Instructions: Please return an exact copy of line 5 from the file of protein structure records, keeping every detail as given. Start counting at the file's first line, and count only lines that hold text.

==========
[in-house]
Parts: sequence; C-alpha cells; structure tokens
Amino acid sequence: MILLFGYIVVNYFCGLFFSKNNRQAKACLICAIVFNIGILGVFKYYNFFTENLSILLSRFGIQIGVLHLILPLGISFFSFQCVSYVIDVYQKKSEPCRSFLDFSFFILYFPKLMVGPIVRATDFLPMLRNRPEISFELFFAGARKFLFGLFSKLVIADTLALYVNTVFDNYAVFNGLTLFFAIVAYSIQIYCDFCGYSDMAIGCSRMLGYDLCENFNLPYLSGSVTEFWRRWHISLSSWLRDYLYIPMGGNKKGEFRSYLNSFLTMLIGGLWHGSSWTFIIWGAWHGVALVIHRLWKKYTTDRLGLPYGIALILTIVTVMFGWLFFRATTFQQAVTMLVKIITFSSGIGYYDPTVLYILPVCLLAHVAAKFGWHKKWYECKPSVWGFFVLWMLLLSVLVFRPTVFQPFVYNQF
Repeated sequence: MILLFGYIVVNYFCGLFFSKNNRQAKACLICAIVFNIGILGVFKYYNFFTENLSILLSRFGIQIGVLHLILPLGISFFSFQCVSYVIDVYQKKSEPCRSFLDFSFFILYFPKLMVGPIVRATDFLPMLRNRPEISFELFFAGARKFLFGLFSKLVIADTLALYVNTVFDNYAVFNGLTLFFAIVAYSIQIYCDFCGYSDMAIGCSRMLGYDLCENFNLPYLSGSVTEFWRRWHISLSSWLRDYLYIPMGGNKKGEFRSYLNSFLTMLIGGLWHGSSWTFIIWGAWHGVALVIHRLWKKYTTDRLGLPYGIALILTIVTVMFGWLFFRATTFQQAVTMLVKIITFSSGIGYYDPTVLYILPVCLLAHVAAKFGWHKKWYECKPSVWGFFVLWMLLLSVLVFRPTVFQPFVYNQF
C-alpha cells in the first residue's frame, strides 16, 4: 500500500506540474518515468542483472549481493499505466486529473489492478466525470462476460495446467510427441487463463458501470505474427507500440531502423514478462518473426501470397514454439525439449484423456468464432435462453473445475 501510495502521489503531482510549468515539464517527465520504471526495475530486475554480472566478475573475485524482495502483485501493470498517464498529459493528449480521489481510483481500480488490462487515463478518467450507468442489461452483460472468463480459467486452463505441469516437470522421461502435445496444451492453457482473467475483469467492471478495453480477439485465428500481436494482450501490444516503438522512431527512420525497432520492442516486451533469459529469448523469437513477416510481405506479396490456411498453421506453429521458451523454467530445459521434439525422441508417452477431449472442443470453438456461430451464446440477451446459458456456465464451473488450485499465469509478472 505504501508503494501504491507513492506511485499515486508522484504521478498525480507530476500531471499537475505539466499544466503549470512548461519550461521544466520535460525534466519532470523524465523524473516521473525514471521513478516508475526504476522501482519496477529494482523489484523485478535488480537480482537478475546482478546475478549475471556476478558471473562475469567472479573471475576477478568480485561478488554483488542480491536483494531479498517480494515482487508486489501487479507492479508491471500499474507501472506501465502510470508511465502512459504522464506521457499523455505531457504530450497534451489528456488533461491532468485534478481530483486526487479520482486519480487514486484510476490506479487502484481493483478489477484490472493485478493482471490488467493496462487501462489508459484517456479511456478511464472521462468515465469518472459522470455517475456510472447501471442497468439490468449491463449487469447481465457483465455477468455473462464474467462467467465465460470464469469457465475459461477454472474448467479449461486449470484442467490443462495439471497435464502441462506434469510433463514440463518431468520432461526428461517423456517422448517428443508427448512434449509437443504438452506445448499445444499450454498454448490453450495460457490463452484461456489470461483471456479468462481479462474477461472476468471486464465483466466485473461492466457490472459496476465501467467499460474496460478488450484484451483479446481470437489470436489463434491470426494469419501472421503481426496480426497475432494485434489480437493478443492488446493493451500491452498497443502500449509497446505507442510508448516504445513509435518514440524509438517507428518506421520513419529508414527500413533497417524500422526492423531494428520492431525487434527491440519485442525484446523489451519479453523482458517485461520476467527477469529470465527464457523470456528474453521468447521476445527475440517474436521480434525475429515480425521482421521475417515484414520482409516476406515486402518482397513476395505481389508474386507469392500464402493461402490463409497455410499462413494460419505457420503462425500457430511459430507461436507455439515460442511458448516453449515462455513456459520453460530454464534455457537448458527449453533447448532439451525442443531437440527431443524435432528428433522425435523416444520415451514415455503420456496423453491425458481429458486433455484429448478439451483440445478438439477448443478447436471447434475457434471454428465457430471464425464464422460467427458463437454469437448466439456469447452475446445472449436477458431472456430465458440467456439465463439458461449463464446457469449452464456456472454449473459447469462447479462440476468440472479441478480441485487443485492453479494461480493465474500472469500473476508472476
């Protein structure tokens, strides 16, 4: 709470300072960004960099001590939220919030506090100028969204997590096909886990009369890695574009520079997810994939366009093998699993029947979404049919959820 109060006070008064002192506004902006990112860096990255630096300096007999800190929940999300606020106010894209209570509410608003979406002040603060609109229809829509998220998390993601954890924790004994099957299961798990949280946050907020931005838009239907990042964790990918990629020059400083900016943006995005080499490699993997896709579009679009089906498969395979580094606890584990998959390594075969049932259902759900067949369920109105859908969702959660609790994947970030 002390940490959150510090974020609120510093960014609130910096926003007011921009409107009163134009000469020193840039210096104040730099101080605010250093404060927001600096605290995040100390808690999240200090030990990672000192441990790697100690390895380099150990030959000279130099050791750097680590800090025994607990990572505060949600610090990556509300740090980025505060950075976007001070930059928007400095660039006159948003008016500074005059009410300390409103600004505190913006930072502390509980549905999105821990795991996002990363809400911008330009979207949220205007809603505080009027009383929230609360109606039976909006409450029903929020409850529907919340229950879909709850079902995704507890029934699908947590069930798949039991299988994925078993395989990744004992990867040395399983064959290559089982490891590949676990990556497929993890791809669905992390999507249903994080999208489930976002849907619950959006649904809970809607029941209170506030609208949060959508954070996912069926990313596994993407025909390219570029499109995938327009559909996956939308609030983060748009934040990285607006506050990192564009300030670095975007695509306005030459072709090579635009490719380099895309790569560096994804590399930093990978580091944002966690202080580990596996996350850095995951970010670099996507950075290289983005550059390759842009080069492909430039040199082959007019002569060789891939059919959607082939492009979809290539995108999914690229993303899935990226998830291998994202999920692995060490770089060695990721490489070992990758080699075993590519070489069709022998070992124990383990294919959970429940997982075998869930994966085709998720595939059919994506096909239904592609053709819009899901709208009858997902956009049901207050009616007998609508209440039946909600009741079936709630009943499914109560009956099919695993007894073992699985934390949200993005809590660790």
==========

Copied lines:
C-alpha cells in the first residue's frame, strides 16, 4: 500500500506540474518515468542483472549481493499505466486529473489492478466525470462476460495446467510427441487463463458501470505474427507500440531502423514478462518473426501470397514454439525439449484423456468464432435462453473445475 501510495502521489503531482510549468515539464517527465520504471526495475530486475554480472566478475573475485524482495502483485501493470498517464498529459493528449480521489481510483481500480488490462487515463478518467450507468442489461452483460472468463480459467486452463505441469516437470522421461502435445496444451492453457482473467475483469467492471478495453480477439485465428500481436494482450501490444516503438522512431527512420525497432520492442516486451533469459529469448523469437513477416510481405506479396490456411498453421506453429521458451523454467530445459521434439525422441508417452477431449472442443470453438456461430451464446440477451446459458456456465464451473488450485499465469509478472 505504501508503494501504491507513492506511485499515486508522484504521478498525480507530476500531471499537475505539466499544466503549470512548461519550461521544466520535460525534466519532470523524465523524473516521473525514471521513478516508475526504476522501482519496477529494482523489484523485478535488480537480482537478475546482478546475478549475471556476478558471473562475469567472479573471475576477478568480485561478488554483488542480491536483494531479498517480494515482487508486489501487479507492479508491471500499474507501472506501465502510470508511465502512459504522464506521457499523455505531457504530450497534451489528456488533461491532468485534478481530483486526487479520482486519480487514486484510476490506479487502484481493483478489477484490472493485478493482471490488467493496462487501462489508459484517456479511456478511464472521462468515465469518472459522470455517475456510472447501471442497468439490468449491463449487469447481465457483465455477468455473462464474467462467467465465460470464469469457465475459461477454472474448467479449461486449470484442467490443462495439471497435464502441462506434469510433463514440463518431468520432461526428461517423456517422448517428443508427448512434449509437443504438452506445448499445444499450454498454448490453450495460457490463452484461456489470461483471456479468462481479462474477461472476468471486464465483466466485473461492466457490472459496476465501467467499460474496460478488450484484451483479446481470437489470436489463434491470426494469419501472421503481426496480426497475432494485434489480437493478443492488446493493451500491452498497443502500449509497446505507442510508448516504445513509435518514440524509438517507428518506421520513419529508414527500413533497417524500422526492423531494428520492431525487434527491440519485442525484446523489451519479453523482458517485461520476467527477469529470465527464457523470456528474453521468447521476445527475440517474436521480434525475429515480425521482421521475417515484414520482409516476406515486402518482397513476395505481389508474386507469392500464402493461402490463409497455410499462413494460419505457420503462425500457430511459430507461436507455439515460442511458448516453449515462455513456459520453460530454464534455457537448458527449453533447448532439451525442443531437440527431443524435432528428433522425435523416444520415451514415455503420456496423453491425458481429458486433455484429448478439451483440445478438439477448443478447436471447434475457434471454428465457430471464425464464422460467427458463437454469437448466439456469447452475446445472449436477458431472456430465458440467456439465463439458461449463464446457469449452464456456472454449473459447469462447479462440476468440472479441478480441485487443485492453479494461480493465474500472469500473476508472476